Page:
There is a maxim, attributed to Dostoyevsky, that you can judge the state of a civilization from its prisons. You can also judge the state of a civilization from its educational institutions and how it treats its young and those entering fully franchised adult life. The practice of encumbering our young with mortgages on their futures is a return to the draconian practice of debtors' prisons. One lesson of the GI Bill is that it created conditions that far exceeded the expectations of those who conceived it. It exceeded their expectations not only in the number of people who took advantage of it, but in the social and economic return.Two quibbles. First, a student loan offers far more freedom of action than an indentured servantship or an apprenticeship, historical analogues more accurate than the debtors' prison or the workhouse. Second, I sometimes wonder about the true effectiveness of the GI Bill. Consider any of the other victorious powers in World War II. Would any of those powers have achieved the same sort of prosperity the U.S. saw simply by providing a college voucher to veterans? The foundations for the middle-class society of the 1950s were laid as early as the 1880s with the flooring in place by the mid-1920s. There's more to dig into in the essay, but not tonight.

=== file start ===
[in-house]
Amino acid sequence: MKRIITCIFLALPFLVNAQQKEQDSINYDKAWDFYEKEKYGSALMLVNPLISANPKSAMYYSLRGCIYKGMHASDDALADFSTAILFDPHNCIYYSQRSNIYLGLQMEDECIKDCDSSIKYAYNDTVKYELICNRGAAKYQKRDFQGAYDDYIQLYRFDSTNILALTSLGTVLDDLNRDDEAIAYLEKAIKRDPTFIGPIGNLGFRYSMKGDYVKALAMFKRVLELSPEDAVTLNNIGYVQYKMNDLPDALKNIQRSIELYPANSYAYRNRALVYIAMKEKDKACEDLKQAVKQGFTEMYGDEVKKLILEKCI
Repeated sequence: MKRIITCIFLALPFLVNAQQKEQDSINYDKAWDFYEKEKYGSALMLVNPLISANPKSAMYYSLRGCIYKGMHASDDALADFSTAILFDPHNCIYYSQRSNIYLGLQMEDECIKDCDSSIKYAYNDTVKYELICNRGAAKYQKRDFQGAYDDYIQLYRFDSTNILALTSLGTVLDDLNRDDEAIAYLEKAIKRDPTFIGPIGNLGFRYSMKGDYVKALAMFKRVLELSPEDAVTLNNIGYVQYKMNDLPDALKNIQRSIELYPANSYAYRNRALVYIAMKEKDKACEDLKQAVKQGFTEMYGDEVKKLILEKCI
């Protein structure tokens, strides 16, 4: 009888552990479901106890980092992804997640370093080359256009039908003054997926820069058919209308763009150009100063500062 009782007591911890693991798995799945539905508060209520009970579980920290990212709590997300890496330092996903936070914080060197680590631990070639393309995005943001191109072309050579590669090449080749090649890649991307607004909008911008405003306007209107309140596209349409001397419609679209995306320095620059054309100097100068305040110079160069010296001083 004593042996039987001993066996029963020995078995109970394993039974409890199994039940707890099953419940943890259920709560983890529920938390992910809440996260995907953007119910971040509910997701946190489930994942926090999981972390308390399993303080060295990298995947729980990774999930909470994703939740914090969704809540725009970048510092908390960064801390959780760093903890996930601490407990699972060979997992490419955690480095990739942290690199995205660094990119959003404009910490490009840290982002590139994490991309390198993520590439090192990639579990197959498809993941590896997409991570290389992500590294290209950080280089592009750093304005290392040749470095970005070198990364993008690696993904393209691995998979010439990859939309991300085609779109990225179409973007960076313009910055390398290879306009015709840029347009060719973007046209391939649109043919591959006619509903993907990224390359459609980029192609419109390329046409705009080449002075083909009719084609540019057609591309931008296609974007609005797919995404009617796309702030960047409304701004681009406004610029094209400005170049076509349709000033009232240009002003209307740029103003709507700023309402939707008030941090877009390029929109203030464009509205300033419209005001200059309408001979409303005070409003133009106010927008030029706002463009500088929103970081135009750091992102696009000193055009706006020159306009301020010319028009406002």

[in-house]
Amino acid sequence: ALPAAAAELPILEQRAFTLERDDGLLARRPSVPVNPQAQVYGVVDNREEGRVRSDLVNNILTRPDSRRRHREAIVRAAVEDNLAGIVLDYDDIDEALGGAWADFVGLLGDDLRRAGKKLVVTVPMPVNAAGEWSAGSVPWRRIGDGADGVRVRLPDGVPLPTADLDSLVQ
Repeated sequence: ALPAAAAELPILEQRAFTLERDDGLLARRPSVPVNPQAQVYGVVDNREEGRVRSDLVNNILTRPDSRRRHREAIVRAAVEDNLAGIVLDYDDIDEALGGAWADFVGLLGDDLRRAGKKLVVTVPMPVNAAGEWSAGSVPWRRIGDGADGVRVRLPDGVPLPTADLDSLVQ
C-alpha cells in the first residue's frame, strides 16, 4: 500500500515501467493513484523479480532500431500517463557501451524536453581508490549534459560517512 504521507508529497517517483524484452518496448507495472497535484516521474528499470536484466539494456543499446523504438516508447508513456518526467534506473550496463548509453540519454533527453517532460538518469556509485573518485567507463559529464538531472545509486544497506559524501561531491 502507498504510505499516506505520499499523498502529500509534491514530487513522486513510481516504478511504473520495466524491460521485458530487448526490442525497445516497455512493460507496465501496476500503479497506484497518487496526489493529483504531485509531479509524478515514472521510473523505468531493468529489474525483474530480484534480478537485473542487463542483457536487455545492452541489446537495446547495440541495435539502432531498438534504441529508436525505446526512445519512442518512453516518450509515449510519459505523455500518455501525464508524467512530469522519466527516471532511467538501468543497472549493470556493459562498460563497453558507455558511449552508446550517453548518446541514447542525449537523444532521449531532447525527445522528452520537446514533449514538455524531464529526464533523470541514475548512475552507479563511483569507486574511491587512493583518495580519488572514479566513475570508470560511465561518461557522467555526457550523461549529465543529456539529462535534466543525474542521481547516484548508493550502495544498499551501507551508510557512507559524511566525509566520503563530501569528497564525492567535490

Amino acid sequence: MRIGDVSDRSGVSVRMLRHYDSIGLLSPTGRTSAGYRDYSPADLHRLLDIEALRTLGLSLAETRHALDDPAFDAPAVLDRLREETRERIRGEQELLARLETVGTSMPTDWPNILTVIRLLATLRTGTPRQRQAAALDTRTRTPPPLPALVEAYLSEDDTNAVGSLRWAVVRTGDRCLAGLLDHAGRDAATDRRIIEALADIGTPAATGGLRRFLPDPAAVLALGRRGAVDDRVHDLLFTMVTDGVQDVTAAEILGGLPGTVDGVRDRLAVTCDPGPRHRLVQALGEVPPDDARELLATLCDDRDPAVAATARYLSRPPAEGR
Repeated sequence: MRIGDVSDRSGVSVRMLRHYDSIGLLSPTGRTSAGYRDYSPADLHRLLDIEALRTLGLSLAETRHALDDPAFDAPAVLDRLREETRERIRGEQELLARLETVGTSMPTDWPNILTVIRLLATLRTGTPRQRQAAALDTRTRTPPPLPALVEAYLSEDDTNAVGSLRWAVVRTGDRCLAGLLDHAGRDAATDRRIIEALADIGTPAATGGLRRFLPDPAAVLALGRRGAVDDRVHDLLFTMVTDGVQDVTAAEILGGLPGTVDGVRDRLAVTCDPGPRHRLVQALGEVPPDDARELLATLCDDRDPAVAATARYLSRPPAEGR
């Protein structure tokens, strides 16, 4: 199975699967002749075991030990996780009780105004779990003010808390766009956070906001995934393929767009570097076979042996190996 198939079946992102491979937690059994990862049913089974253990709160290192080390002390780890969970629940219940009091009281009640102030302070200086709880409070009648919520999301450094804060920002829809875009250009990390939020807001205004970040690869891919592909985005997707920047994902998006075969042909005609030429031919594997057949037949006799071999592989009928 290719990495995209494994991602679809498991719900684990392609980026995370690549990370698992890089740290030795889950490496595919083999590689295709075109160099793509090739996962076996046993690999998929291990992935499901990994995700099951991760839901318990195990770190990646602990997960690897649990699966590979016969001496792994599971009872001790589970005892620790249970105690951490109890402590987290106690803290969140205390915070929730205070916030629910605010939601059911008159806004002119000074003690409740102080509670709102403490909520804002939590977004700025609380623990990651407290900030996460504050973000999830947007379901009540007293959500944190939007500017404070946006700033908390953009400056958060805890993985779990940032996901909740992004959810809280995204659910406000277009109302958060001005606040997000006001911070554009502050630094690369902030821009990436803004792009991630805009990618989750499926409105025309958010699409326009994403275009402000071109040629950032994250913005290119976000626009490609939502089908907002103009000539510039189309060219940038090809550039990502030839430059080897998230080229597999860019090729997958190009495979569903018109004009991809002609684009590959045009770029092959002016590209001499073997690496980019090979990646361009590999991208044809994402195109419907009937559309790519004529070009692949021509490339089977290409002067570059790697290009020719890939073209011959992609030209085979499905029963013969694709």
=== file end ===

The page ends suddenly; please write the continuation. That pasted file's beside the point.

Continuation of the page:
A STACK OF BOOKS ABOUT THE UNIVERSITY. Carnegie-Mellon's Jeffrey J. Williams read a bunch and reviewed them as "The Post-Welfare State University" for American Literary History. The historical perspective is instructive. His policy prescriptions will provoke some debate. Here's his conclusion.